Tyson Fury is willing to take on Jarrell Miller this autumn even though New York’s ‘Big Baby’ was banned from fighting Anthony Joshua after failing a triple-whammy drugs test.
Fury, who cherishes his claim to the lineal world heavyweight title, will accept Miller as a challenger for that distinction if the American is fully cleared to box this autumn.
The Gypsy King says: ‘I don’t care what he’s done or does in his life. If he’s free to fight he’s the highest ranked opponent available to me.’
Promoters Frank Warren and Bob Arum are looking to expand Fury’s profile in America with a more prominent opponent than Tom Schwarz, the little-known German he wasted inside two round on his Las Vegas debut last month.
Of Miller’s positive tests for a cocktail of banned substances, Warren says: ‘It is not our job to police drugs testing. That is up to the boxing commissions.’
Fury, typically forthright, is bluntly pragmatic: ‘The scandal makes Miller even more popular in New York.’
And that is where Fury plans to continue his comeback, probably on October 5, en route to a February 22 rematch in America of his epic draw with Deontay Wilder, the WBC world champion.
The New York Commission have been criticised for imposing only a six-month suspension on Miller.
The double irony for Joshua is that the short ban opens up the possibility of Miller fighting his English rival, after pitching AJ into a sensational upset loss of his world titles on May 31 to the deceptively rotund and unexpectedly dangerous Mexican Andy Ruiz Jr.
Joshua is expected to return to Madison Square Garden in November for the Ruiz rematch, in which the bookies make him favourite to regain his belts but which many champions present and past believe he is unwise to take immediately.
Wilder also plans an autumn pit-stop in the Big Apple, for another rematch, this one against Luis Ortiz who pushed him to the limit in their first fight.
Such are the machinations of big-time boxing. Not that they always come to fruition as planned.
As Joshua was brutally reminded by Ruiz, there is many a slip between the cup of riches and a split lip.
The winner between Daniel Dubois and Nathan Gorman will go on to beat Anthony Joshua, whether or not he is heavyweight champion of the world.
That is the conviction of Frank Warren, promoter of the fight which is about to restore lustre to the British heavyweight title.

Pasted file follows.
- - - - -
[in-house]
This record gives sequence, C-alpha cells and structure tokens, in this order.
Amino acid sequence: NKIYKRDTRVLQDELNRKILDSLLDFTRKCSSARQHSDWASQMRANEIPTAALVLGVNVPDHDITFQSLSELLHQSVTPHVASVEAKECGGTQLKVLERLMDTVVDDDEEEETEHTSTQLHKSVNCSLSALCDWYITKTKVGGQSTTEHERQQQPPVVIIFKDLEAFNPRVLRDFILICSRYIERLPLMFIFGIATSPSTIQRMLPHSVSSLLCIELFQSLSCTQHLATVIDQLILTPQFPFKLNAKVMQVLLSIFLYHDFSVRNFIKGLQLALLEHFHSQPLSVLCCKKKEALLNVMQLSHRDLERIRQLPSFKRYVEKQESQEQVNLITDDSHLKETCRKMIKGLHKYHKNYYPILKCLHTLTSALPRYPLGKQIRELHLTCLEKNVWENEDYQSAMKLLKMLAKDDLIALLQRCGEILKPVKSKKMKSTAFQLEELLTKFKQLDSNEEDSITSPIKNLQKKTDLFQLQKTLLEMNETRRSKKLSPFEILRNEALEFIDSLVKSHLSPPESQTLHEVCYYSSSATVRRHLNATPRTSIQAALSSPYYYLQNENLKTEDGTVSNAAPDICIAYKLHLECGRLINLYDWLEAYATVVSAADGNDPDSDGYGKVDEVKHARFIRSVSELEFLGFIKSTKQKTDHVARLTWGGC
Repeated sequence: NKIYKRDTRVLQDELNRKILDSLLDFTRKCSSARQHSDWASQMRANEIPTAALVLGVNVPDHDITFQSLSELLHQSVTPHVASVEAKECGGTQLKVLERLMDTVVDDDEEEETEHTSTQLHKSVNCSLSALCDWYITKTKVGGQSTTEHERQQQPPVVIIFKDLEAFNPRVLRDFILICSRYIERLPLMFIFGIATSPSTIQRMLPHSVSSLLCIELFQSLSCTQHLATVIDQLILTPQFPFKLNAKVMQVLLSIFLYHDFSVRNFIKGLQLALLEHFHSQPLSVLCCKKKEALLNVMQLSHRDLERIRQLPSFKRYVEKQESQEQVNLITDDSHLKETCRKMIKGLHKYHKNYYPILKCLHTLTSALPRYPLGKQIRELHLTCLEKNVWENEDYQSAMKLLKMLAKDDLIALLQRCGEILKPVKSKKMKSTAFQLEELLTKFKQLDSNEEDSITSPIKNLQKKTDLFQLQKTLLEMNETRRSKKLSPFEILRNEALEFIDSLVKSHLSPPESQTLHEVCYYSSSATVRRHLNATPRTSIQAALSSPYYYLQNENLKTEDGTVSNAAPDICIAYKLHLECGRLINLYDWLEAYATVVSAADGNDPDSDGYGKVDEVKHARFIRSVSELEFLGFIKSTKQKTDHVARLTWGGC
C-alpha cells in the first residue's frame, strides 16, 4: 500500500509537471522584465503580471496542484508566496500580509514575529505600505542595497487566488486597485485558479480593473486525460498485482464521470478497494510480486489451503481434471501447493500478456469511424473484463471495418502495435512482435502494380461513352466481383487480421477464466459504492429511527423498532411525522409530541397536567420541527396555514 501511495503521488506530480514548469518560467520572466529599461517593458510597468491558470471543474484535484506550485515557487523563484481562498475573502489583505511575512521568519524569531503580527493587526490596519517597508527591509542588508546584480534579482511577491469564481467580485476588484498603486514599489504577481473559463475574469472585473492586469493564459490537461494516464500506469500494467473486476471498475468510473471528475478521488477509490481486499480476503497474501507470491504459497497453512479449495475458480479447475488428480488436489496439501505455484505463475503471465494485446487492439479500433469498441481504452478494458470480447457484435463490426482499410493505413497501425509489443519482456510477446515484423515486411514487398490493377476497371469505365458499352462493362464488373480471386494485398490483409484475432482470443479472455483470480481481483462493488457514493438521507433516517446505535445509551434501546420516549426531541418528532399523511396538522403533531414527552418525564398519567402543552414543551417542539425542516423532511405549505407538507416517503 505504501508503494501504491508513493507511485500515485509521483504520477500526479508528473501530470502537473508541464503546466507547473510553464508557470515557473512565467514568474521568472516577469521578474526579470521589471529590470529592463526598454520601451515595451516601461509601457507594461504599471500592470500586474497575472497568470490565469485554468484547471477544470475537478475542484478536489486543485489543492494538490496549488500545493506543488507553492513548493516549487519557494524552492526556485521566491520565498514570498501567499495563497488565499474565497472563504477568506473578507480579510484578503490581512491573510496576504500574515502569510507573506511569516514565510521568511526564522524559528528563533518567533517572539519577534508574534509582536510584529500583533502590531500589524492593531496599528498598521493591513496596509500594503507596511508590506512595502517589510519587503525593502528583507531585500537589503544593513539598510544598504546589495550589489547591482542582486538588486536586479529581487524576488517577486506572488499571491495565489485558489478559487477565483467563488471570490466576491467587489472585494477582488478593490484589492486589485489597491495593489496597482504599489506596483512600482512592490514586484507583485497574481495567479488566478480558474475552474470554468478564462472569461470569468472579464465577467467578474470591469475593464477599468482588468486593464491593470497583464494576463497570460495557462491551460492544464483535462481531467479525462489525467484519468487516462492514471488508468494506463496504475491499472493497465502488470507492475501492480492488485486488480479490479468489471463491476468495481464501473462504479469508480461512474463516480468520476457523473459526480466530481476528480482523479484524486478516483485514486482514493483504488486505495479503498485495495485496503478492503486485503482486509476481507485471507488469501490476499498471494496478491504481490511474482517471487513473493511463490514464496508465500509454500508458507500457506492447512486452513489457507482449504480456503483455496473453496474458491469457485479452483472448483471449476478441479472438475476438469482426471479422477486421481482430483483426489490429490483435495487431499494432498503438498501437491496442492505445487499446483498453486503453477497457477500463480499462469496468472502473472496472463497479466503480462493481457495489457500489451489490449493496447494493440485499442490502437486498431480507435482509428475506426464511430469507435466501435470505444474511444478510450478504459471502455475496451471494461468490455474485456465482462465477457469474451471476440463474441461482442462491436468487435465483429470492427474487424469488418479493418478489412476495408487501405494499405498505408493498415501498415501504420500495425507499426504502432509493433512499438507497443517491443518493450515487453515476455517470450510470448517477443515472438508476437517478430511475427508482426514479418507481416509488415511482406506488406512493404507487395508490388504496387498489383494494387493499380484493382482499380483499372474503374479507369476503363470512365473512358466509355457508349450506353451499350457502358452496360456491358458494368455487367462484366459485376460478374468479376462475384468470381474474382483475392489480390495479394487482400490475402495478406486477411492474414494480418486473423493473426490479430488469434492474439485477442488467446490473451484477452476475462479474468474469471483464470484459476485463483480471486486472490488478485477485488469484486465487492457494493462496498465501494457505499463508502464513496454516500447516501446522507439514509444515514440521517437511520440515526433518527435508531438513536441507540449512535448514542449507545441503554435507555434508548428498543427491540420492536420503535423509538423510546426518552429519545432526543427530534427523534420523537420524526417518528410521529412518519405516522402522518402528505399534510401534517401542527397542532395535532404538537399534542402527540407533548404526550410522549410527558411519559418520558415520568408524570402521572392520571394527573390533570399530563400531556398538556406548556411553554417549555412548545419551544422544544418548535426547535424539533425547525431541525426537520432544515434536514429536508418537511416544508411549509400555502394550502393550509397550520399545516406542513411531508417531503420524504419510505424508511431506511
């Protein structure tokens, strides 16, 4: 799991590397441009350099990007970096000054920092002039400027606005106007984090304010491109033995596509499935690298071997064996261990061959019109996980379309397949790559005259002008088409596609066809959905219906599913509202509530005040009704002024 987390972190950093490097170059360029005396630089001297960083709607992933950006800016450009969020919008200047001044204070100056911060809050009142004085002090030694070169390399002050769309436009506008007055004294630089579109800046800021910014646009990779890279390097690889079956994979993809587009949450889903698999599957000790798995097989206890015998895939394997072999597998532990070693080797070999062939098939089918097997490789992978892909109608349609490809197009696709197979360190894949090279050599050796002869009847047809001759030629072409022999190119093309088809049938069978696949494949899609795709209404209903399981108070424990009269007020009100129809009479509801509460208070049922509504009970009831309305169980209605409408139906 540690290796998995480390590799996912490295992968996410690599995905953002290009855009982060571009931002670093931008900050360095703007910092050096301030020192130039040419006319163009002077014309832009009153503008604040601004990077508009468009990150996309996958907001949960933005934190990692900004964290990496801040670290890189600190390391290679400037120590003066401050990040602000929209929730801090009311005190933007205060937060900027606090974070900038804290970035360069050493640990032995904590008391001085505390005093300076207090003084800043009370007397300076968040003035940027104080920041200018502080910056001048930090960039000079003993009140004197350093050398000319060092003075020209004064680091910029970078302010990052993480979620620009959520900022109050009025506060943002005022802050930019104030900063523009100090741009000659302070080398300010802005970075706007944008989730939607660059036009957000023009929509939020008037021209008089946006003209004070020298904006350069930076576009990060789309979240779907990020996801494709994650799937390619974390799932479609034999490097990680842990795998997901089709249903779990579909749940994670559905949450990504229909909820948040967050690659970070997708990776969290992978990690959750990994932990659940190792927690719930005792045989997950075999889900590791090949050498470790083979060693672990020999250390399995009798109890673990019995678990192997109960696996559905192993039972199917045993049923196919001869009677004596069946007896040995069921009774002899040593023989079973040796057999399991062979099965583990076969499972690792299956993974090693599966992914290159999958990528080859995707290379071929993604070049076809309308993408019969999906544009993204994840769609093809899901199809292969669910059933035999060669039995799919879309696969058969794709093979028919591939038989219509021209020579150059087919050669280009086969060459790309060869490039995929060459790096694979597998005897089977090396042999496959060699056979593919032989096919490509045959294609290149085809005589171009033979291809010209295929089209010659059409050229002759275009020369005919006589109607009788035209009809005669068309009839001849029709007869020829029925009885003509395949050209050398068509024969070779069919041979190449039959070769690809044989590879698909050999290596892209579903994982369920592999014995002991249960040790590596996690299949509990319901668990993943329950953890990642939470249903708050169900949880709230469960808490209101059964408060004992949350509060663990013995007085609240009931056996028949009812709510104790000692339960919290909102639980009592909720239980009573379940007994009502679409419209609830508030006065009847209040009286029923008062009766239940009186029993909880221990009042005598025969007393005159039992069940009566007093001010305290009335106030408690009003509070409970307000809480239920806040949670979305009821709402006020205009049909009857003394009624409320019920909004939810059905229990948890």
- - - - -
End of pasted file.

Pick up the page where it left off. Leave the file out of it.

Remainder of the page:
Gorman and Dubois clash at London’s O2 this Saturday in a revival of the tradition which saw such legends as Henry Cooper, Frank Bruno and Lennox Lewis proud to reign over the domestic heavyweight scene.
As with those illustrious fighters, Dubois and Gorman have their sights set on the pinnacle of their game and Warren says: ‘Whichever of them wins this one will fight for the world title next year.
‘Whoever loses will recycle and come again to get into that mix. Whether or not Joshua regains his titles in a rematch with Andy Ruiz – which in my view he is unwise to be taking immediately – he will still be an important player for a while.
‘So one way or the other one of Daniel or Nathan is likely to fight him. And whichever one does will knock him out.’
Olympic silver medallist Joe Joyce is also on the bill, hoping for a decisive victory over seasoned American Bryant Jennnings to push even more quickly his claims for European and World title challenges.
‘Joyce, Dubois and Gorman are the future,’ says Warren. ‘They are coming up fast behind Wilder, Fury and Joshua.
Dubois, the knock-out merchant, affirms his readiness for the challenge: ‘I want to join the roll call of British champions. After I do that on Saturday I think I will be only a couple of fights away from a world title. If that involves fighting Joshua that’s fine with me.
‘Although I’m not sure he can get his titles back. The little Mexican deserved to beat him and with that upset in the bank I think Ruiz has got Joshua’s number.’
Gorman expresses similar confidence about defeating Dubois and ‘moving quickly on to greater things’. Both men responded eagerly to being mandated to by the British Boxing Board of Control to battle for the British crown.
Dubois v Gorman will be televised live on BT Sport this Saturday, July 13.
Amir Khan’s fight against a replacement opponent called Billy Dib this Friday night in Jeddah is not much more meaningful than me boxing Canelo Alvarez.
Maybe less so since there wouldn’t be such a wide difference in natural size between Canelo and myself.
Khan is a former world light-welterweight champion now campaigning at welterweight. Dib is a little-known Australian featherweight who came a cropper when he moved up to fight for a world super-featherweight title.
The Saudis are reportedly paying Khan seven million dollars for this non-title fight happening in Jeddah. So who can blame him?
But one request, Amir. Please do the business in the ring.
It will only be worth watching live on Channel 5 if the win is impressive enough to tempt Manny Pacquiao into a trip to the desert in November.